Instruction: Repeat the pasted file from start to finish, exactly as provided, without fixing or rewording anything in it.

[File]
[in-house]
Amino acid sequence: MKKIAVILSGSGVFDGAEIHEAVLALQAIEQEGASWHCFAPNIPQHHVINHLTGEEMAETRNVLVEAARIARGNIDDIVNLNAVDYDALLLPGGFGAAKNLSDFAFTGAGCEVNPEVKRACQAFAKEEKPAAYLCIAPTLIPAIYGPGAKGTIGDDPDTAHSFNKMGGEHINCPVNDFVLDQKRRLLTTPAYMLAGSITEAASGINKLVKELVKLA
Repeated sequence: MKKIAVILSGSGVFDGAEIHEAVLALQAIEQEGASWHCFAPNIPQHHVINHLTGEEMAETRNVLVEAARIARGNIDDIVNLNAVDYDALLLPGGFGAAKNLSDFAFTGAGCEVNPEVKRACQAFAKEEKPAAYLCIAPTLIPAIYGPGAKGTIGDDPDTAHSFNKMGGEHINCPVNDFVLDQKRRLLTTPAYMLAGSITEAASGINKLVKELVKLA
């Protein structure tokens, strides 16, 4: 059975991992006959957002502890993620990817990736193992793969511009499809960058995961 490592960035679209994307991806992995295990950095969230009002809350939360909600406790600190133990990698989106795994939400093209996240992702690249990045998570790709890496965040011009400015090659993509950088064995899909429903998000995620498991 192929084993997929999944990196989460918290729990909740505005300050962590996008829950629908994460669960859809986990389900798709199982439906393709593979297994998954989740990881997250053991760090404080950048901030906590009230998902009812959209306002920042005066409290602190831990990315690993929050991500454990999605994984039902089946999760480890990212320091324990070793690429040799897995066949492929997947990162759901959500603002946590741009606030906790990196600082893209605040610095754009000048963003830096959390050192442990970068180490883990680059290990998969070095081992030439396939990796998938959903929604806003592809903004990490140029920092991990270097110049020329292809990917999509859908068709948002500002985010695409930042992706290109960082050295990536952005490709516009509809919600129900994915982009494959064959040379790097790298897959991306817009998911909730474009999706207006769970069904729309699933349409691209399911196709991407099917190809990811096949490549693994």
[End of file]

[in-house]
Amino acid sequence: MKKIAVILSGSGVFDGAEIHEAVLALQAIEQEGASWHCFAPNIPQHHVINHLTGEEMAETRNVLVEAARIARGNIDDIVNLNAVDYDALLLPGGFGAAKNLSDFAFTGAGCEVNPEVKRACQAFAKEEKPAAYLCIAPTLIPAIYGPGAKGTIGDDPDTAHSFNKMGGEHINCPVNDFVLDQKRRLLTTPAYMLAGSITEAASGINKLVKELVKLA
Repeated sequence: MKKIAVILSGSGVFDGAEIHEAVLALQAIEQEGASWHCFAPNIPQHHVINHLTGEEMAETRNVLVEAARIARGNIDDIVNLNAVDYDALLLPGGFGAAKNLSDFAFTGAGCEVNPEVKRACQAFAKEEKPAAYLCIAPTLIPAIYGPGAKGTIGDDPDTAHSFNKMGGEHINCPVNDFVLDQKRRLLTTPAYMLAGSITEAASGINKLVKELVKLA
């Protein structure tokens, strides 16, 4: 059975991992006959957002502890993620990817990736193992793969511009499809960058995961 490592960035679209994307991806992995295990950095969230009002809350939360909600406790600190133990990698989106795994939400093209996240992702690249990045998570790709890496965040011009400015090659993509950088064995899909429903998000995620498991 192929084993997929999944990196989460918290729990909740505005300050962590996008829950629908994460669960859809986990389900798709199982439906393709593979297994998954989740990881997250053991760090404080950048901030906590009230998902009812959209306002920042005066409290602190831990990315690993929050991500454990999605994984039902089946999760480890990212320091324990070793690429040799897995066949492929997947990162759901959500603002946590741009606030906790990196600082893209605040610095754009000048963003830096959390050192442990970068180490883990680059290990998969070095081992030439396939990796998938959903929604806003592809903004990490140029920092991990270097110049020329292809990917999509859908068709948002500002985010695409930042992706290109960082050295990536952005490709516009509809919600129900994915982009494959064959040379790097790298897959991306817009998911909730474009999706207006769970069904729309699933349409691209399911196709991407099917190809990811096949490549693994």